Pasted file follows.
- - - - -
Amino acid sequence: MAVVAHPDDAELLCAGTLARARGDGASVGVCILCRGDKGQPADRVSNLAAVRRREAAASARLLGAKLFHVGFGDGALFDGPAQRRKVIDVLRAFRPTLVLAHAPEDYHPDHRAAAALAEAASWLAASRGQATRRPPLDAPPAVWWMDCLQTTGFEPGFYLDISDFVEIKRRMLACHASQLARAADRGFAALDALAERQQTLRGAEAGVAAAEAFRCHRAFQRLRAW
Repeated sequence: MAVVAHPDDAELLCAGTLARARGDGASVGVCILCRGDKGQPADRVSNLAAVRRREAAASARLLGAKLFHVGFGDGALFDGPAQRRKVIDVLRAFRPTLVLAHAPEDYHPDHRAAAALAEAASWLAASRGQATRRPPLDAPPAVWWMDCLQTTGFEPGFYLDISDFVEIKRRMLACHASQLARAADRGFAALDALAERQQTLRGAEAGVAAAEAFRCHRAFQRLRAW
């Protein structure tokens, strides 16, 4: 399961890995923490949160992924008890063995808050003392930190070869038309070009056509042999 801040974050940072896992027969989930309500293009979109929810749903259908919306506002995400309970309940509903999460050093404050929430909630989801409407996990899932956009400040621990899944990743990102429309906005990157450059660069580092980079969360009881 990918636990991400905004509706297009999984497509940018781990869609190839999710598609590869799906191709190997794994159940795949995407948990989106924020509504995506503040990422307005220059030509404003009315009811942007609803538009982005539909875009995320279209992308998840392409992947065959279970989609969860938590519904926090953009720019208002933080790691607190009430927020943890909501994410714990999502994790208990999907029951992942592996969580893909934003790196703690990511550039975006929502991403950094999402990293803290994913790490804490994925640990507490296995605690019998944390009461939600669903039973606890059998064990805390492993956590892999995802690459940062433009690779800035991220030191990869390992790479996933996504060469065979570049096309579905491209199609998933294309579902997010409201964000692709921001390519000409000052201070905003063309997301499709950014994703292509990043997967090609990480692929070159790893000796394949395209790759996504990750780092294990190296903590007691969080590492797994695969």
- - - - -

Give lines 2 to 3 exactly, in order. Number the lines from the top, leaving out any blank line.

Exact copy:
Repeated sequence: MAVVAHPDDAELLCAGTLARARGDGASVGVCILCRGDKGQPADRVSNLAAVRRREAAASARLLGAKLFHVGFGDGALFDGPAQRRKVIDVLRAFRPTLVLAHAPEDYHPDHRAAAALAEAASWLAASRGQATRRPPLDAPPAVWWMDCLQTTGFEPGFYLDISDFVEIKRRMLACHASQLARAADRGFAALDALAERQQTLRGAEAGVAAAEAFRCHRAFQRLRAW
């Protein structure tokens, strides 16, 4: 399961890995923490949160992924008890063995808050003392930190070869038309070009056509042999 801040974050940072896992027969989930309500293009979109929810749903259908919306506002995400309970309940509903999460050093404050929430909630989801409407996990899932956009400040621990899944990743990102429309906005990157450059660069580092980079969360009881 990918636990991400905004509706297009999984497509940018781990869609190839999710598609590869799906191709190997794994159940795949995407948990989106924020509504995506503040990422307005220059030509404003009315009811942007609803538009982005539909875009995320279209992308998840392409992947065959279970989609969860938590519904926090953009720019208002933080790691607190009430927020943890909501994410714990999502994790208990999907029951992942592996969580893909934003790196703690990511550039975006929502991403950094999402990293803290994913790490804490994925640990507490296995605690019998944390009461939600669903039973606890059998064990805390492993956590892999995802690459940062433009690779800035991220030191990869390992790479996933996504060469065979570049096309579905491209199609998933294309579902997010409201964000692709921001390519000409000052201070905003063309997301499709950014994703292509990043997967090609990480692929070159790893000796394949395209790759996504990750780092294990190296903590007691969080590492797994695969």